“In strictness, not a single one of the ante-Nicene fathers fairly agrees with the Roman standard of doctrine in all points. Even Irenaeus and Cyprian differed from the Roman bishop, the former in reference to Chiliasm and Montanism, the latter on the validity of heretical baptism. Jerome is a strong witness against the canonical value of the Apocrypha. Augustin, the greatest authority of Catholic theology among the fathers, is yet decidedly evangelical in his views on sin and grace, which were enthusiastically revived by Luther and Calvin, and virtually condemned by the Council of Trent. Pope Gregory the Great repudiated the title “ecumenical bishop” as an antichristian assumption, and yet it is comparatively harmless as compared with the official titles of his successors, who claim to be the Vicars of Christ, the viceregents of God Almighty on earth, and the infallible organs of the Holy Ghost in all matters of faith and discipline. None of the ancient fathers and doctors knew anything of the modern Roman dogmas of the immaculate conception (1854) and papal infallibility (1870). The “unanimous consent of the fathers” is a mere illusion, except on the most fundamental articles of general Christianity. We must resort here to a liberal conception of orthodoxy, and duly consider the necessary stages of progress in the development of Christian doctrine in the church.
On the other hand the theology of the fathers still less accords with the Protestant standard of orthodoxy. We seek in vain among them for the evangelical doctrines of the exclusive authority of the Scriptures, justification by faith alone, the universal priesthood of the laity; and we find instead as early as the second century a high estimate of ecclesiastical traditions, meritorious and even over-meritorious works, and strong sacerdotal, sacramentarian, ritualistic, and ascetic tendencies, which gradually matured in the Greek and Roman types of catholicity. The Church of England always had more sympathy with the fathers than the Lutheran and Calvinistic Churches, and professes to be in full harmony with the creed, the episcopal polity, and liturgical worship of antiquity before the separation of the east and the west; but the difference is only one of degree; the Thirty-Nine Articles are as thoroughly evangelical as the Augsburg Confession or the Westminster standards; and even the modern Anglo-Catholic school, the most churchly and churchy of all, ignores many tenets and usages which were considered of vital importance in the first centuries, and holds others which were unknown before the sixteenth century. The reformers were as great and good men as the fathers, but both must bow before the apostles. There is a steady progress of Christianity, an ever-deepening understanding and an ever-widening application of its principles and powers, and there are yet many hidden treasures in the Bible which will be brought to light in future ages.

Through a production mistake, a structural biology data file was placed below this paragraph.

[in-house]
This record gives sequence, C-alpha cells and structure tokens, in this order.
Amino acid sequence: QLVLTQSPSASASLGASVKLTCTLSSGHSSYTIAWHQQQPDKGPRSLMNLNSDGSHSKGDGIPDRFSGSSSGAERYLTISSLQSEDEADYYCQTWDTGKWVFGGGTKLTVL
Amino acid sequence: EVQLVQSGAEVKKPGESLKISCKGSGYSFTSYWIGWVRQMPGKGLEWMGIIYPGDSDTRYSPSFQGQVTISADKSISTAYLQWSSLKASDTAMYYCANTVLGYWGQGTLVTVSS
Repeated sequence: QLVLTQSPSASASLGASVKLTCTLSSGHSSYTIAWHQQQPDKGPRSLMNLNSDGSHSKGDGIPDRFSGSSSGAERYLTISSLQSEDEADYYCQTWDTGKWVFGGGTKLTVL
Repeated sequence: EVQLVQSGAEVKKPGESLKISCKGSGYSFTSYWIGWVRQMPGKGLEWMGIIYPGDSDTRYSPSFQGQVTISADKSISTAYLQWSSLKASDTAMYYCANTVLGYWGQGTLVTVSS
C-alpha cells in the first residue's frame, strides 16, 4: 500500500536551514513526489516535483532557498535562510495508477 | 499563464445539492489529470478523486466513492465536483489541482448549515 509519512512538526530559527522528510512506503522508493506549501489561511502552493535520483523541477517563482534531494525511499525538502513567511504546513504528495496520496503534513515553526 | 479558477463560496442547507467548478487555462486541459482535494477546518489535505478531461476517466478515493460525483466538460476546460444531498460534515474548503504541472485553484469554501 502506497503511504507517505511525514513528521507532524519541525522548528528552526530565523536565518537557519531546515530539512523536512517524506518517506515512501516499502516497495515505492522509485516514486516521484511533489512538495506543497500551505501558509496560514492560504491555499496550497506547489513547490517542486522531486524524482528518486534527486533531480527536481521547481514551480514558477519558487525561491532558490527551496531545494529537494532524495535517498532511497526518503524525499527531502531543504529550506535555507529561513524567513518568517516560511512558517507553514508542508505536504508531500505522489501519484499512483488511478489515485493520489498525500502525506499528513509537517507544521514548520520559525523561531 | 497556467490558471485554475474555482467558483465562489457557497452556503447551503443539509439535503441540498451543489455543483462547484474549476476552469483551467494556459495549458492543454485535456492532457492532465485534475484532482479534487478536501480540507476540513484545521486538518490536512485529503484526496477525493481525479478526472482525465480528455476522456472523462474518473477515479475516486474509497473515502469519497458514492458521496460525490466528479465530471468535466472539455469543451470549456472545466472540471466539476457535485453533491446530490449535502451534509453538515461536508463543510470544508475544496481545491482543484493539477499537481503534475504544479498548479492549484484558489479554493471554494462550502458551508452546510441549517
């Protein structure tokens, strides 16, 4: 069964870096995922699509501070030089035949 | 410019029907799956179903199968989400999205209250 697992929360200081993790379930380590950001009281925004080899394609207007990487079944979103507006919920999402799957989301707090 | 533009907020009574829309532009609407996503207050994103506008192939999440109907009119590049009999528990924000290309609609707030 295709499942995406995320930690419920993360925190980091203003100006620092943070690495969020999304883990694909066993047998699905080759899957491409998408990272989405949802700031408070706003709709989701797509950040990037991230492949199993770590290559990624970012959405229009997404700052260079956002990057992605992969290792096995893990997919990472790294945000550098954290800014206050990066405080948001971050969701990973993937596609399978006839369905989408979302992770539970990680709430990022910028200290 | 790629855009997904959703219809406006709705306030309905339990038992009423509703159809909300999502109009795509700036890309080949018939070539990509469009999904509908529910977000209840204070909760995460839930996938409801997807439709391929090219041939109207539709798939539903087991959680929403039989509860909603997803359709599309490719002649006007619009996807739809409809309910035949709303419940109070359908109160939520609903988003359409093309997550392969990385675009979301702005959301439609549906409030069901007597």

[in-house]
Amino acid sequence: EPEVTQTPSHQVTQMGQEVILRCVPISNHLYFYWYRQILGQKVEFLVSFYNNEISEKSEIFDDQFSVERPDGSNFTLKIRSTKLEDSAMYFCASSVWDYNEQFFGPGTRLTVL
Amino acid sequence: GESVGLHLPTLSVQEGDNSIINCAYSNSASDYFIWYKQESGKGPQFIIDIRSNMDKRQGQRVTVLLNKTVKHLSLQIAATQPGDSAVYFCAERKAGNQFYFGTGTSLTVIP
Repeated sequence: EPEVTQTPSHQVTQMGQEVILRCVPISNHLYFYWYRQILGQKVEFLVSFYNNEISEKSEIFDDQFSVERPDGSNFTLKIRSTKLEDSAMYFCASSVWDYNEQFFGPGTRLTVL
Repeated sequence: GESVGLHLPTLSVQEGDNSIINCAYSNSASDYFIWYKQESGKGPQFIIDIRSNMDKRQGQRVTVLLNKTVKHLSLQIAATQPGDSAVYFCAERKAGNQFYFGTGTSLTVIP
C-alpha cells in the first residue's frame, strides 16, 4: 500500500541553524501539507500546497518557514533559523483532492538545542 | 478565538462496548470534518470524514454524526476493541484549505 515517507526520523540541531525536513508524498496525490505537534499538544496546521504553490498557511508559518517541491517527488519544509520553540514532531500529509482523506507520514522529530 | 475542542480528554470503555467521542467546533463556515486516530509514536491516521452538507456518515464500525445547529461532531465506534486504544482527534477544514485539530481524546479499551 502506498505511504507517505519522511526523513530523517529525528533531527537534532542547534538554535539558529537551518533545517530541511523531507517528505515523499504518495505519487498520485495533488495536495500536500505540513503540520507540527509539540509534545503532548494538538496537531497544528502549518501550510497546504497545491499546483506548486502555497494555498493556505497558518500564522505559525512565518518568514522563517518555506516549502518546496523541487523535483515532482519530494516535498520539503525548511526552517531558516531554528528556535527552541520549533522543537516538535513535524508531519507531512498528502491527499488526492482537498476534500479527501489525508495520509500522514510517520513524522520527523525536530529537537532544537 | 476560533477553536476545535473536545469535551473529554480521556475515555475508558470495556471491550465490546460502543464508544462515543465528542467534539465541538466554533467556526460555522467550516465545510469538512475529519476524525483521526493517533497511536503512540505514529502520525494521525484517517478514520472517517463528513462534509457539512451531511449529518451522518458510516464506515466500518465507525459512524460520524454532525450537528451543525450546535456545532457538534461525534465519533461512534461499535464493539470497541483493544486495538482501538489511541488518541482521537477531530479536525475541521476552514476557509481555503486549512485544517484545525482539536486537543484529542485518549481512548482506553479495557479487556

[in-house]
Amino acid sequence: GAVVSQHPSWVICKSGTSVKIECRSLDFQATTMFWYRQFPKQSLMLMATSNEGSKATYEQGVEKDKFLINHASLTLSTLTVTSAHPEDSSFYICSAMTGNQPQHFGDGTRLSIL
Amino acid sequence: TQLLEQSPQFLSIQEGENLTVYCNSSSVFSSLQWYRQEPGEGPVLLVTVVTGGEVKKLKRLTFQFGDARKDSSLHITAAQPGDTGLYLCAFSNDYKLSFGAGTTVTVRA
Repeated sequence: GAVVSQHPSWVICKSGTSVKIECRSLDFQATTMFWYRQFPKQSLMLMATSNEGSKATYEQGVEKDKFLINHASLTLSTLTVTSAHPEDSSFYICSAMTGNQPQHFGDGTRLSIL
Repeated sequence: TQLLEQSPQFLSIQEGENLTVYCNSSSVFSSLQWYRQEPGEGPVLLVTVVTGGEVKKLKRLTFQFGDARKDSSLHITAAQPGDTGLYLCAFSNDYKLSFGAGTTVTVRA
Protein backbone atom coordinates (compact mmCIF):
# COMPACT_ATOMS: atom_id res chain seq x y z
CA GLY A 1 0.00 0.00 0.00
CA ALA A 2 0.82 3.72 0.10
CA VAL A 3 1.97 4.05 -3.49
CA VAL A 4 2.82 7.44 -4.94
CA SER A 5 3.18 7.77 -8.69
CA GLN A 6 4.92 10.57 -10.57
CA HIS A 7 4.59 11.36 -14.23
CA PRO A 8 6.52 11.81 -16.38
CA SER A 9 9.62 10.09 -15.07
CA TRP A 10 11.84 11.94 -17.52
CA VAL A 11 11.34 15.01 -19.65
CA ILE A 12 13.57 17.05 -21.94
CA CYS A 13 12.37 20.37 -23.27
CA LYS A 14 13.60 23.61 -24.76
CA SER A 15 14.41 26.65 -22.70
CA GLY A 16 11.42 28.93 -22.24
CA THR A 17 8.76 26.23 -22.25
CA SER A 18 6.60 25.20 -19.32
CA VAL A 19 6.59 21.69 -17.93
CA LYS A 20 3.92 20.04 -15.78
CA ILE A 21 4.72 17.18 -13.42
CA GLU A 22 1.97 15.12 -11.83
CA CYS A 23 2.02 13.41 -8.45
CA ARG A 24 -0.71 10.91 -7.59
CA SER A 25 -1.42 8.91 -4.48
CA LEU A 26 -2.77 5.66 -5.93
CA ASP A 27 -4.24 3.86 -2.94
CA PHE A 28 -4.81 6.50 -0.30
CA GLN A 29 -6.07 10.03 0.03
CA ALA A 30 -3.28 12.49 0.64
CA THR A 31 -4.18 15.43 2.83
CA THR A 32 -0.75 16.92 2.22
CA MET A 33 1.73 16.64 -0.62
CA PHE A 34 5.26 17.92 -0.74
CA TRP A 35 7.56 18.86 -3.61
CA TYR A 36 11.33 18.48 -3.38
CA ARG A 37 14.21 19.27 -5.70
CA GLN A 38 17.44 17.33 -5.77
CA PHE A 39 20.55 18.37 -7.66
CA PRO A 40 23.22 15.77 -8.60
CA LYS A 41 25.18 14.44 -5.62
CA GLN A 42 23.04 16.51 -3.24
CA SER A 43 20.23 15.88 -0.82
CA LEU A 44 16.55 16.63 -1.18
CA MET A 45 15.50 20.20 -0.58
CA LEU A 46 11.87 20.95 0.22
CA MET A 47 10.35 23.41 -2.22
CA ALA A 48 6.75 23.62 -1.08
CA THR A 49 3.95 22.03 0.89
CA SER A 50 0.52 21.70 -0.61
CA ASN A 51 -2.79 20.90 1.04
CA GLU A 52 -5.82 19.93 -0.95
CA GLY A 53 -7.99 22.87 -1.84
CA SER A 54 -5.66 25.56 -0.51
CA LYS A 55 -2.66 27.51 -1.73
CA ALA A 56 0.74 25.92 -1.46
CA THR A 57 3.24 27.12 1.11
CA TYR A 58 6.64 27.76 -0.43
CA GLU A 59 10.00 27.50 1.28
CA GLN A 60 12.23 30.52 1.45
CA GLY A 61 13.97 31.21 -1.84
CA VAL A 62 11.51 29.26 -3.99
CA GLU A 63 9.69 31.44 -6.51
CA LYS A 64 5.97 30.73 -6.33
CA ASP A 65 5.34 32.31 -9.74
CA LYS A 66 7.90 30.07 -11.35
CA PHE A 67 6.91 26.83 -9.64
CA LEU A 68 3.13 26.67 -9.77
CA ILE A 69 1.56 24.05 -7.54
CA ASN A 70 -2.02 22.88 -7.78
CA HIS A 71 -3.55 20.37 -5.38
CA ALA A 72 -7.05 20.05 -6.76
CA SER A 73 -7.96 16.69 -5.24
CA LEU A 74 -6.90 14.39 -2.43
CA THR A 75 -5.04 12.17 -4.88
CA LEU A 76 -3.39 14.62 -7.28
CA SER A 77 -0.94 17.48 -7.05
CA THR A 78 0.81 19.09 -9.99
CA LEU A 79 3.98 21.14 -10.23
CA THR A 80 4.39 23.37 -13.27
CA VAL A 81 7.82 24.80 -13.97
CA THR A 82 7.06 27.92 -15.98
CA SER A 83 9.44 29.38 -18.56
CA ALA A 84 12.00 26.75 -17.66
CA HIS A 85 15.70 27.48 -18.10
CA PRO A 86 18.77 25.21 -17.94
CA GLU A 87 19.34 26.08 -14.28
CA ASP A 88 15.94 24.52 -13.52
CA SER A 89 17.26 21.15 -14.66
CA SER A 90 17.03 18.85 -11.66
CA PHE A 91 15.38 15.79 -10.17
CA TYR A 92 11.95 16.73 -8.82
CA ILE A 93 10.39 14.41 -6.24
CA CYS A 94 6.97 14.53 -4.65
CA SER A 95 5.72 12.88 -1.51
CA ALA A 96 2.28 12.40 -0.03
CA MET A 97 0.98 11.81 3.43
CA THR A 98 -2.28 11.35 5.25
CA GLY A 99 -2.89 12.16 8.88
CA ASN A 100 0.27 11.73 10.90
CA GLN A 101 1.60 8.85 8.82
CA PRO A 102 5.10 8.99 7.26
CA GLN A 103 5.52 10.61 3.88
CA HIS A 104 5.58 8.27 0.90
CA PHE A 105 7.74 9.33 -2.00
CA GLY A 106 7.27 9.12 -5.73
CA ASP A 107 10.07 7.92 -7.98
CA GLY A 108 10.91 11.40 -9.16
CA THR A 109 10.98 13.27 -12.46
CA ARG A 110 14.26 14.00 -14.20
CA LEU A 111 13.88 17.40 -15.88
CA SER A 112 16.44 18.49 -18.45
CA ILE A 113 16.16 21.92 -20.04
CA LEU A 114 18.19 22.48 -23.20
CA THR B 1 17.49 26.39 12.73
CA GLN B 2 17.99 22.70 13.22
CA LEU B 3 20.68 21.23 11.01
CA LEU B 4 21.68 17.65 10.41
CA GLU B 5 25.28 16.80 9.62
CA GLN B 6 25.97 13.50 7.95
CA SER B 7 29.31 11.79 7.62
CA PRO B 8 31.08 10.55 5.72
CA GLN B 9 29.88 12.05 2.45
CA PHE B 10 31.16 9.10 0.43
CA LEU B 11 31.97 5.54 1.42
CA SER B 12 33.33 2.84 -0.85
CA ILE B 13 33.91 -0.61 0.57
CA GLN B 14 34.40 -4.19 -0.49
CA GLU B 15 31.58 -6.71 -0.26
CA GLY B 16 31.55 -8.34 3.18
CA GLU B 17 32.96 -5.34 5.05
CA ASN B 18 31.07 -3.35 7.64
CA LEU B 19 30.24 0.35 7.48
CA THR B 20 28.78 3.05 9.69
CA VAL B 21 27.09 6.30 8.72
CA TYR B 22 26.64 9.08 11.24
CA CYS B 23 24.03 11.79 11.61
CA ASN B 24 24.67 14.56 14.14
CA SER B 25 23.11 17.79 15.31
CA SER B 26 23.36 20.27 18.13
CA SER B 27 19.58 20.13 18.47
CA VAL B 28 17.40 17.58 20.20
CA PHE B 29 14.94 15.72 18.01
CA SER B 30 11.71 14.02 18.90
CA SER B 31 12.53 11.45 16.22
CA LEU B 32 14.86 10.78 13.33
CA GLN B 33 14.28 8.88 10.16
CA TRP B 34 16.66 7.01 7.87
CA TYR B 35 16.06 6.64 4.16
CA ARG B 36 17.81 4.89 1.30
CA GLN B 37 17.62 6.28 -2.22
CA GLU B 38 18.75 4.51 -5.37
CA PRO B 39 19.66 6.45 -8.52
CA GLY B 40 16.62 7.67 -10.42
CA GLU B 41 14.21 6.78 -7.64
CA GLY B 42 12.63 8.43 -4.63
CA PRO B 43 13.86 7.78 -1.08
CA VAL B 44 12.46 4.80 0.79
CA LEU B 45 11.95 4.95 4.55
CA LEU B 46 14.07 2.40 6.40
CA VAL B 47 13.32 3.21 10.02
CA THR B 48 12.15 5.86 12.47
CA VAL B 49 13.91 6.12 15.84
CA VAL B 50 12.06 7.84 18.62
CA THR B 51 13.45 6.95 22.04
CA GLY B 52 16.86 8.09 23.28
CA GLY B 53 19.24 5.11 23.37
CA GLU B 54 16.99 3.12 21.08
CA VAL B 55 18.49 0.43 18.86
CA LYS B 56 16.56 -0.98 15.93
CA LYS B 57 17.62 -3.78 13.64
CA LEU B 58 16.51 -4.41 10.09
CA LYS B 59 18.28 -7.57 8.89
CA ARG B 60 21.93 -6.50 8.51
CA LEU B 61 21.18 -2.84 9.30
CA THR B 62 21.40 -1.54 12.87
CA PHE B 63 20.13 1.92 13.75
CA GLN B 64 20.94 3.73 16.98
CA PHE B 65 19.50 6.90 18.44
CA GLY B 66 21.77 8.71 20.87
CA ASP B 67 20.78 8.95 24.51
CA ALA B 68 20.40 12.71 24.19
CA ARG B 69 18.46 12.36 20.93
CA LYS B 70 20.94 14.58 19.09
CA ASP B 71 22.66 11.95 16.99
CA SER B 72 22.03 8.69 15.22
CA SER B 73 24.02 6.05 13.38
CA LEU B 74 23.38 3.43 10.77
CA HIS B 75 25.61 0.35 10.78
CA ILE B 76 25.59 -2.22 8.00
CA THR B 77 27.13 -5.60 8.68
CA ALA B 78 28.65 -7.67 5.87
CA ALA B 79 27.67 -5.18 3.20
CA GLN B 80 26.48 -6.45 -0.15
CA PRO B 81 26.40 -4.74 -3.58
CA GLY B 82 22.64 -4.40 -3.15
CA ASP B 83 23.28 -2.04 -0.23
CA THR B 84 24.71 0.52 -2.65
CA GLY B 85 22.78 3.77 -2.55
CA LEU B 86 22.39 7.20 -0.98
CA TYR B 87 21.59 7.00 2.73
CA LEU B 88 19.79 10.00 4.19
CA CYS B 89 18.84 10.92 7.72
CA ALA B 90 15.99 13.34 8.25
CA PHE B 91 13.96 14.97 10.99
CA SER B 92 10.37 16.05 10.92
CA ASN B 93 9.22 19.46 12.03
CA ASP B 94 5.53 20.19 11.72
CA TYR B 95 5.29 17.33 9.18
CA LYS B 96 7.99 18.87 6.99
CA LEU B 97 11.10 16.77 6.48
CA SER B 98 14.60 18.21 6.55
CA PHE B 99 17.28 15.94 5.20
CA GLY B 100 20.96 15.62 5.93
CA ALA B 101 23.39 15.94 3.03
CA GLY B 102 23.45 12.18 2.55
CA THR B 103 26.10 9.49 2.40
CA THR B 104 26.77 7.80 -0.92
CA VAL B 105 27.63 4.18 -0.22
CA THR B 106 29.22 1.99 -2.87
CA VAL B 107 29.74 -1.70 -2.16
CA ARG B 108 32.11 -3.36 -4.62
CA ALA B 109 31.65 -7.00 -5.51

In general the excellences of the church fathers are very various. Polycarp is distinguished, not for genius or learning, but for patriarchal simplicity and dignity; Clement of Rome, for the gift of administration; Ignatius, for impetuous devotion to episcopacy, church unity, and Christian martyrdom; Justin, for apologetic zeal and extensive reading; Irenaeus, for sound doctrine and moderation; Clement of Alexandria, for stimulating fertility of thought; Origen, for brilliant learning and bold speculation; Tertullian, for freshness and vigor of intellect, and sturdiness of character; Cyprian, for energetic churchliness; Eusebius, for literary industry in compilation; Lactantius, for elegance of style. Each had also his weakness. Not one compares for a moment in depth and spiritual fulness with a St. Paul or St. John; and the whole patristic literature, with all its incalculable value, must ever remain very far below the New Testament. The single epistle to the Romans or the Gospel of John is worth more than all commentaries, doctrinal, polemic, and ascetic treatises of the Greek and Latin fathers, schoolmen, and reformers.”
A History of the Christian Church, Book 2, Chapter 13, Section 160 (1859?)